Someone asked me for a translation of a Latin song we often sing called Tantum Ergo. We usually sing it for benediction and other Eucharistic occasions. There is an English translation of sorts that is out there which begins: “Humbly let us voice our homage for so great a sacrament…” It’s close but because it is bound by poetic meter it strays a bit. Perhaps a more literal translation will help you in know what the Latin words mean as you sing them. I would like to offer a fairly literal translation here below:
Tantum ergo Sacramentum Therefore so great a Sacrament
Veneremur cernui: Let us venerate with bowed heads
Et antiquum documentum And as the ancient dispensation
Novo cedat ritui: gives way to the newer rites:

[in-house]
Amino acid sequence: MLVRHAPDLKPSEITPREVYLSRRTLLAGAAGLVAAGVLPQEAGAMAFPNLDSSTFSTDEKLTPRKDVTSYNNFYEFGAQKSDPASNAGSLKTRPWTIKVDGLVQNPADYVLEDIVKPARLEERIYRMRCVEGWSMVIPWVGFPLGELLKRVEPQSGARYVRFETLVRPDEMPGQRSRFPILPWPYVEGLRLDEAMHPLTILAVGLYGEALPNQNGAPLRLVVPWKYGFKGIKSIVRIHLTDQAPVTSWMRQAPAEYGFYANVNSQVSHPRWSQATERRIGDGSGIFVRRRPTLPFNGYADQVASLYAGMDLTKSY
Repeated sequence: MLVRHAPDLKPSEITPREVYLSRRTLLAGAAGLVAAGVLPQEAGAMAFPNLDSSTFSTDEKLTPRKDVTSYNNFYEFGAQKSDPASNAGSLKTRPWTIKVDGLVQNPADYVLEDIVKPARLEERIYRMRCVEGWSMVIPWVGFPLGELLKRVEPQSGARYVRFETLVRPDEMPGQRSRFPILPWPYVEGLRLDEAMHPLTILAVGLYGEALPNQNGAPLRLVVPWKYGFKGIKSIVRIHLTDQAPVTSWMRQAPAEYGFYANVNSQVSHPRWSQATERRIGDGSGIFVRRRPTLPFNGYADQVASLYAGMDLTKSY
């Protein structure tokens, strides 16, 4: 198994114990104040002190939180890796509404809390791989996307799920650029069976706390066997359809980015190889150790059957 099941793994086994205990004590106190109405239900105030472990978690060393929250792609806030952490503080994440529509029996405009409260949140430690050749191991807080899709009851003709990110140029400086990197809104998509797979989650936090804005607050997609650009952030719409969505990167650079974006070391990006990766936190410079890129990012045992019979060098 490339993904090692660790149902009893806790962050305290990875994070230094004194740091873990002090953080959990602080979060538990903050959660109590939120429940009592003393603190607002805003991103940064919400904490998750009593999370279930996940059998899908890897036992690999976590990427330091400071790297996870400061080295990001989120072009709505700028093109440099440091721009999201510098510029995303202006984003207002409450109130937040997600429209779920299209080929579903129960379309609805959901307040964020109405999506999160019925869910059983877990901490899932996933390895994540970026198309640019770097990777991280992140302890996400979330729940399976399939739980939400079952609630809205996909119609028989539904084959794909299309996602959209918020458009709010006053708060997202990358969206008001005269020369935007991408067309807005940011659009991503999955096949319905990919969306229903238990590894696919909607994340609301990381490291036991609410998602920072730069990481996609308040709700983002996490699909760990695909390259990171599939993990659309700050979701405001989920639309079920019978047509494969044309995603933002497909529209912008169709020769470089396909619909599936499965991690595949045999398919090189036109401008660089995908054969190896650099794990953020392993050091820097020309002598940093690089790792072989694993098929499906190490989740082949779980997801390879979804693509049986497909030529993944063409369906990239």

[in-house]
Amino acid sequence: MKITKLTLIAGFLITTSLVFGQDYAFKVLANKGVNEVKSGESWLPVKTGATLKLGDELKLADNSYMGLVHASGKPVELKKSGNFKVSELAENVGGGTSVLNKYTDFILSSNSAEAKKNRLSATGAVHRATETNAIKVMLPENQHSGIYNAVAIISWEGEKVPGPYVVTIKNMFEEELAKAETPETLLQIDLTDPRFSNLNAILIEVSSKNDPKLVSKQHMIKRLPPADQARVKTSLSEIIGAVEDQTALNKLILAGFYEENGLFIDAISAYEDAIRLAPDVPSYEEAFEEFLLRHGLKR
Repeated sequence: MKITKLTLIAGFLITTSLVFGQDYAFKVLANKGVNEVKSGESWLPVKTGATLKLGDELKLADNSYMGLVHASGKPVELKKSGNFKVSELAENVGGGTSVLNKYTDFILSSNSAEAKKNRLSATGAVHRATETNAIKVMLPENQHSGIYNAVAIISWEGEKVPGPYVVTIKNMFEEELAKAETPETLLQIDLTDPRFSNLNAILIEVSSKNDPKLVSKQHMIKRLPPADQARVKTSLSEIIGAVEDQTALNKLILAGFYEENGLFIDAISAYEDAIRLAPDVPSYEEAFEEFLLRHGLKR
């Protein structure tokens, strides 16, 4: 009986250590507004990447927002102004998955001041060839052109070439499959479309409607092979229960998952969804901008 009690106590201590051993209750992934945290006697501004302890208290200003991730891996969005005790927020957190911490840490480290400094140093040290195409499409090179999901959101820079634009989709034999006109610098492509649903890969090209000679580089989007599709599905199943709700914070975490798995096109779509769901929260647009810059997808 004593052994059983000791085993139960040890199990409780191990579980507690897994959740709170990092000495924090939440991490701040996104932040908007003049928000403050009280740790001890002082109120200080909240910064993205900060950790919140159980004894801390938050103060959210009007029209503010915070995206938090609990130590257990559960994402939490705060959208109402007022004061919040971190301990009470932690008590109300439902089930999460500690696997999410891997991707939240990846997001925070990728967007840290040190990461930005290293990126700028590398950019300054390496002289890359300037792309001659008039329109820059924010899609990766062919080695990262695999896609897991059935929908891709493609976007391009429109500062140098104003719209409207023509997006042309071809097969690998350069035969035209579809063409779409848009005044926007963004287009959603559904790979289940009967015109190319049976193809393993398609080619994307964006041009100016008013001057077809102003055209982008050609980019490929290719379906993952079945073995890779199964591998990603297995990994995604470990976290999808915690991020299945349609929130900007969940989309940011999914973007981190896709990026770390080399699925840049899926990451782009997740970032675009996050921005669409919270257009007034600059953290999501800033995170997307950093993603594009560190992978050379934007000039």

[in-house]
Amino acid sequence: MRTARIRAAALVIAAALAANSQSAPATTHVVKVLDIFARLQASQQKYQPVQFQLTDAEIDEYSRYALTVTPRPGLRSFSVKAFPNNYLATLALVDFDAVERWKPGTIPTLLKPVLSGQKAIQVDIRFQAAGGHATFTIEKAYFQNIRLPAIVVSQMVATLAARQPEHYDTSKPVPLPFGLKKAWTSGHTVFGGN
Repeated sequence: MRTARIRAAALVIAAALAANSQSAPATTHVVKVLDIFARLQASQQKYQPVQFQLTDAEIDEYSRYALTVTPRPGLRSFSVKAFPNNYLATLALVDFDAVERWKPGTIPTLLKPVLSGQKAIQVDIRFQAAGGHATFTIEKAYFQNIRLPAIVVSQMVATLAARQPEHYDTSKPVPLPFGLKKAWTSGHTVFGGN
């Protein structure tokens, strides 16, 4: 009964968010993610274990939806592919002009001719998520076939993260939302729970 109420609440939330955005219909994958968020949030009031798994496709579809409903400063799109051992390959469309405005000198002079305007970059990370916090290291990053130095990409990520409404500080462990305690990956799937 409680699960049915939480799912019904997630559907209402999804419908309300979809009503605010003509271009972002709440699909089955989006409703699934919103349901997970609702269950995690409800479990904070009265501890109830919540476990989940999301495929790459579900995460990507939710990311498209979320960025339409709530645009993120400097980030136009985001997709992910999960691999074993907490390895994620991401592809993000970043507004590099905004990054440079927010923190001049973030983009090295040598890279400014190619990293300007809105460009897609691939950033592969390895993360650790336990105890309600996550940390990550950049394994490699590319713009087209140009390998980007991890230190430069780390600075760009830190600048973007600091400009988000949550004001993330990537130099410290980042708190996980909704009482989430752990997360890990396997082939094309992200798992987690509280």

Praestet fides supplementum Let Faith supply a help
Sensuum defectui. to the defect of the senses.
Genitori, Genitoque To the One Who Begets and the One who is begotten
Laus et jubilatio, Be praise and jubilation,
Salus, honor, virtus quoque Salvation, honor, strength also
Sit et benedictio: And may there be blessing:
Procedenti ab utroque (and) to the One proceeding from them both
Compar sit laudatio. may there be equal praise.
Just in case you’re wondering, the “One who Begets” is God the Father, the “One who is Begotten” is God the Son (Jesus), and the “One proceeding from them both” is God the Holy Spirit.
Alright so now that you hopefully have a better idea what those words mean, enjoy this video which features Mozart’s version of Tantum Ergo (k. 197).